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If a Java application throws an unhandled exception, it causes Eclipse to break at that point. Is there a way to inspect the current exception? Basically, $exception from MSVS?

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Eclipse is breaking? How about just looking at the eclipse log file to see what caused this? –  smox Jan 13 '12 at 16:22
    
@smox Well if you have used MSVS's $exception you would know what I mean. That allows you to type in the Expressions view to watch the current exception and view various fields of it interactively. –  kizzx2 Jan 13 '12 at 16:34
    
Okay, I read the original question completely wrong :) ... Can't you just press higher in the StackTrace and then see the variables on the exception? –  smox Jan 13 '12 at 16:44

4 Answers 4

up vote 8 down vote accepted

In think the problem described occurs when making use of Exception breakpoint, in which case you don't have access to the exception variable and can't inspect it in the variables view.

I found a "solution" to this problem in the following post: Breakpoint at exception in Eclipse - how to examine Exception object?

It is:

There is an option in the Eclipse Preferences that allows inspecting of the thrown exception:

Check Java -> Debug -> Open popup when suspended on exception

With this option there will be a popup allowing inspection of the exception.

Strange that this option is not checked by default as it is very useful !

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This is great, but a follow-up question I have is how do you get it back if you switch applications? I switched to SO to up-vote the answer and when I went back to eclipse the popup had closed. MSVS FTW. –  dcstraw Jun 24 '12 at 1:55
    
This doesn't work for me. I set this option. Add an exception breakpoint for NullPointException. Ran my application in the debugger. Caused a NullPointerException to be thrown. The debugger just stops the application as expected. But no window or dialog opens up with the exception details. In fact the behavior is exactly as before. –  DragonFax Dec 13 '12 at 8:13
2  
Frankly, I've been trying to answer this question for over 5 years now. I'm regularly shocked that you can stop on an exception but are refused any further details about the exception that stopped you. –  DragonFax Dec 13 '12 at 8:14
2  
This used to work but doesn't seem to work in Kepler no more :/ –  kizzx2 Jul 20 '13 at 13:45
1  
@kizzx2 it has been fixed (reportedly): bugs.eclipse.org/bugs/show_bug.cgi?id=404784#c3 –  deinocheirus Nov 22 '13 at 13:50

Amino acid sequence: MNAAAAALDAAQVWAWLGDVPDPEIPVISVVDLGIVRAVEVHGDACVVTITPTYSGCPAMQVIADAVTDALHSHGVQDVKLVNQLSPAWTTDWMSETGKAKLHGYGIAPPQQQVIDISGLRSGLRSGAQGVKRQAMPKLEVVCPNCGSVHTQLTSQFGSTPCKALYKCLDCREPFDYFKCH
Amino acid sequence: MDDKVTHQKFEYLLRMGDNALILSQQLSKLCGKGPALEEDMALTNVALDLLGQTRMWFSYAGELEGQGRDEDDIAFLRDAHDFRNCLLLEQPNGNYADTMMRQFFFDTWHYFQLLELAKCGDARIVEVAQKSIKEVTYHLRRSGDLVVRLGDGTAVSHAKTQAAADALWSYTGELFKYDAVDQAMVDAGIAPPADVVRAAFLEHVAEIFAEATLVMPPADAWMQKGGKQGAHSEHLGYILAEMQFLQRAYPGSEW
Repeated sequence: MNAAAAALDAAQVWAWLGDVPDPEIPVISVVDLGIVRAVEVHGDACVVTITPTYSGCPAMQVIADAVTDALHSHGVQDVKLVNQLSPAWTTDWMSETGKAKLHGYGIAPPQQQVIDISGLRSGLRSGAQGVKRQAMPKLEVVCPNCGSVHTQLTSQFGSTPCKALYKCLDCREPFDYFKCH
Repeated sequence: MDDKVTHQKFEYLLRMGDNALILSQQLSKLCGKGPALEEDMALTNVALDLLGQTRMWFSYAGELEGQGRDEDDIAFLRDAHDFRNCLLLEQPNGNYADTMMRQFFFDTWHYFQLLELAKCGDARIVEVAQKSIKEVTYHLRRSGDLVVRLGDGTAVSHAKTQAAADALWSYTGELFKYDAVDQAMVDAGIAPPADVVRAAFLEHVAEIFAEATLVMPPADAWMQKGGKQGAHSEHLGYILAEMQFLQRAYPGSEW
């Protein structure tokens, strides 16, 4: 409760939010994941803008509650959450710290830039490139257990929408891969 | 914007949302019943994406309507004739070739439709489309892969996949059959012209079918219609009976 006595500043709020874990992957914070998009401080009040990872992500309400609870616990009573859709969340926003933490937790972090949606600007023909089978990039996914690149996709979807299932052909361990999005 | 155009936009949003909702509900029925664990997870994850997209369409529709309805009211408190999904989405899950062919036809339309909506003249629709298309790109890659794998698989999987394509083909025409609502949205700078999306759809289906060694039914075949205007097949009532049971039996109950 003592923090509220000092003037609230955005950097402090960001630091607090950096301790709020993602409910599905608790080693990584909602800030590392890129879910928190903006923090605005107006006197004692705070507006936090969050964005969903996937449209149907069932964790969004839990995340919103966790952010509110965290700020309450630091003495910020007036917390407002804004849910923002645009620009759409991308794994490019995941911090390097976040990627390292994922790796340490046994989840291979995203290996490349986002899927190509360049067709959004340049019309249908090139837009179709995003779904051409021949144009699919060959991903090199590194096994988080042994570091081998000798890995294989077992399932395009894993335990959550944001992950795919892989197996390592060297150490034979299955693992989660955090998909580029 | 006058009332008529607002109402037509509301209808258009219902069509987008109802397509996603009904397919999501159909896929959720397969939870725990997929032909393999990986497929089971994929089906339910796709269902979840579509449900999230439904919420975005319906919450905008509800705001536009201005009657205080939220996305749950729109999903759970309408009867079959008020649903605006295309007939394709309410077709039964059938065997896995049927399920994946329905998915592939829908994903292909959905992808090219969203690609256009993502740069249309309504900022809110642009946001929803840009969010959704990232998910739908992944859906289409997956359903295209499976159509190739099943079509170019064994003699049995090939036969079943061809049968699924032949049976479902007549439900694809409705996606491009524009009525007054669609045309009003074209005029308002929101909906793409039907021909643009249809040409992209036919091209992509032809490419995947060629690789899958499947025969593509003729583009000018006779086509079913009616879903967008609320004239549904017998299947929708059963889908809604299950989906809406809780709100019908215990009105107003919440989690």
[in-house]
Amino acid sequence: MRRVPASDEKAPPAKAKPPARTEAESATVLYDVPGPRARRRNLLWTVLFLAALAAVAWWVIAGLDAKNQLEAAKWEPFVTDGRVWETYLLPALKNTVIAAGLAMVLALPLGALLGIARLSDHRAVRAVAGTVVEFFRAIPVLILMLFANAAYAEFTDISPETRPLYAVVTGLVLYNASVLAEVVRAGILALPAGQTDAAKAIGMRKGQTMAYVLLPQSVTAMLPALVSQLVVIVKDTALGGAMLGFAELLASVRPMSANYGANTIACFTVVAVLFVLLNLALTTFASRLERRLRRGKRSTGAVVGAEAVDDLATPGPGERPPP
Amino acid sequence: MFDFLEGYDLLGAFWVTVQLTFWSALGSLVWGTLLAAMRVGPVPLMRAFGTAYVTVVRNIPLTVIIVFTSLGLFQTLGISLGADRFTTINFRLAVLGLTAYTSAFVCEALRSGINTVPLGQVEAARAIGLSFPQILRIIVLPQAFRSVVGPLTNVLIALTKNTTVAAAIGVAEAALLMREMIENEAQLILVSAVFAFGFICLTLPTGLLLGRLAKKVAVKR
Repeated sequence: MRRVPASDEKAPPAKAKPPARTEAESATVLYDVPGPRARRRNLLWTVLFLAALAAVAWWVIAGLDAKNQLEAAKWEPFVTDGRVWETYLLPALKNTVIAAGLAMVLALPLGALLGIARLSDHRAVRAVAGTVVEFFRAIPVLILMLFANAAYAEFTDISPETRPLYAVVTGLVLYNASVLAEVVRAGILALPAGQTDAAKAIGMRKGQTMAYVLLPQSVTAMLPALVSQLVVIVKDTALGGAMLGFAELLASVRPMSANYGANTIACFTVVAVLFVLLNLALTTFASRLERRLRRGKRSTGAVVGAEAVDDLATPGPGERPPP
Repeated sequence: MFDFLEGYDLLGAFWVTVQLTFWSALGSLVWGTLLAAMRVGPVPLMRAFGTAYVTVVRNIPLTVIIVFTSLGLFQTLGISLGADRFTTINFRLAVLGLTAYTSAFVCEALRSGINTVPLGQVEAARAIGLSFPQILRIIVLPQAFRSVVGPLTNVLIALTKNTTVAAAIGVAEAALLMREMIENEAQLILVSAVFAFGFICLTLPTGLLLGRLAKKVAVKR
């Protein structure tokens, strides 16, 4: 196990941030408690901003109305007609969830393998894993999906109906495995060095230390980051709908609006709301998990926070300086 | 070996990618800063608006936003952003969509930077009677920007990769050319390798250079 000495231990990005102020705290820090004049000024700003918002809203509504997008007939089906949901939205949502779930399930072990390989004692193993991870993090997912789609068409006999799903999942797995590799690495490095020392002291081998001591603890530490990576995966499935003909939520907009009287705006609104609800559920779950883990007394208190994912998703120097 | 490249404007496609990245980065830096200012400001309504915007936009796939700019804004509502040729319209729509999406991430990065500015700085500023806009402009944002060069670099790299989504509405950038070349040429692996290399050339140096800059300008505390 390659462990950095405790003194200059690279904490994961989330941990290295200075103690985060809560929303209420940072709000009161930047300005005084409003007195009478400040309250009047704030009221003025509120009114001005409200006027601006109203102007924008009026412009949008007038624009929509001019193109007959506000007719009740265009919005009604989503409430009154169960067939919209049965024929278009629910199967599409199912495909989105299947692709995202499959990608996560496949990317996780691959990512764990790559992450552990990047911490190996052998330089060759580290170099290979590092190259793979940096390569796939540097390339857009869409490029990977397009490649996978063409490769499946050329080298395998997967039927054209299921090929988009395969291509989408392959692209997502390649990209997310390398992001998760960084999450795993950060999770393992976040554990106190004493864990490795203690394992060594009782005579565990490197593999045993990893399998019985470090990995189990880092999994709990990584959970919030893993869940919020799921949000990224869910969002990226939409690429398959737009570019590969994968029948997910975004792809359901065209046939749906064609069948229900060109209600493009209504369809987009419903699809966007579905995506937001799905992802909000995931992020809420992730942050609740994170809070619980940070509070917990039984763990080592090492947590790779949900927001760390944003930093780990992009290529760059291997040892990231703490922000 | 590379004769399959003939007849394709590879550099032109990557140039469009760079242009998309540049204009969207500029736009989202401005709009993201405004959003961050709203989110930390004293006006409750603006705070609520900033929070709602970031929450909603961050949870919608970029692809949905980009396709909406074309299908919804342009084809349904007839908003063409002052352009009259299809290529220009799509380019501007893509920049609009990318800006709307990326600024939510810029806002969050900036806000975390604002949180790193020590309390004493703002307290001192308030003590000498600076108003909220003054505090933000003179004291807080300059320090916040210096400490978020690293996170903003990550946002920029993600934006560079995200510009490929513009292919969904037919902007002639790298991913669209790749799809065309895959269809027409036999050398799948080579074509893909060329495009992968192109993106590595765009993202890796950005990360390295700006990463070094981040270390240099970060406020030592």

If you want to inspect the Exception object, set up a breakpoint inside the catch block, or set up an Exception breakpoint, and hover over the variable while at the breakpoint.

try {
    ...code...
} catch (Exception e) {
    ...
}

Hover over the e, or open the Eclipse Variables view and add the name of the exception variable.

Hope this helps!

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Well, thanks for pointing out the obvious :/ but looks like the answer is "no you can't" then :( –  kizzx2 Jan 13 '12 at 16:45
    
How is this a “no?” From either the hover or the Variables view, you can drill down into any field of the Exception … what's different from $exception? –  BRPocock Jan 13 '12 at 18:10
1  
@BRPocock $exception does not require a recompile or stopping the application in the middle of a heated debugging session –  kizzx2 Jan 13 '12 at 18:23
    
Nor does this require a recompile… aside from the fact that the exception will have stopped that thread, of course? –  BRPocock Jan 13 '12 at 18:26
    
@BRPocock Well I think I was not clear about it on the outset. Let's say I only have the ...code... section above (without the try-catch block). ...code... throws, and I want to inspect the exception right there. I would need to stop the execution, go to the editor and add the try-catch block. This is not the case with $exception –  kizzx2 Jan 14 '12 at 0:36

I usually go to the 'Variables' view and look for the variable that holds the exception (usually e), but I think it depends on the specific context in which the exception occurs, this is not an Eclipse information like you are asking for.

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In the debug perspective of eclipse find the "Breakpoints" view. Now find the tool bar icon with a little "J" and a "!", the tooltip for it should read "Add Java Exception Breakpoint". When you click this toolbar icon a window opens where you can type in an exception name and find the one you want. Make sure that "Suspend on Uncaught Exceptions" is checked. You may also want to uncheck "Suspend on Caught Exceptions" or you will probably suspend/break way to often on exceptions that are already handled appropriately in your code. Then click "OK".

You will now see your exception type in in the list of breakpoints and you can run your Java application in debug mode. Eclipse will suspend/break on the uncaught exception and you can then debug and look at variables and such. (Remember you can click on the call stack and look at other variables and methods)

In the breakpoints list you can uncheck your exception type to no longer suspend/break on that particular exception. This is convenient so you don't have to remove/add in typical exception types all the time. You can imagine that I have NullPointerException, IllegalArgumentException, ArrayIndexOutOfBoundsException, among others all added to my list and toggle them on/off as needed.

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The question is how to inspect the exception (it is already breaking on an exception). –  Eric Woodruff Dec 13 '13 at 0:27

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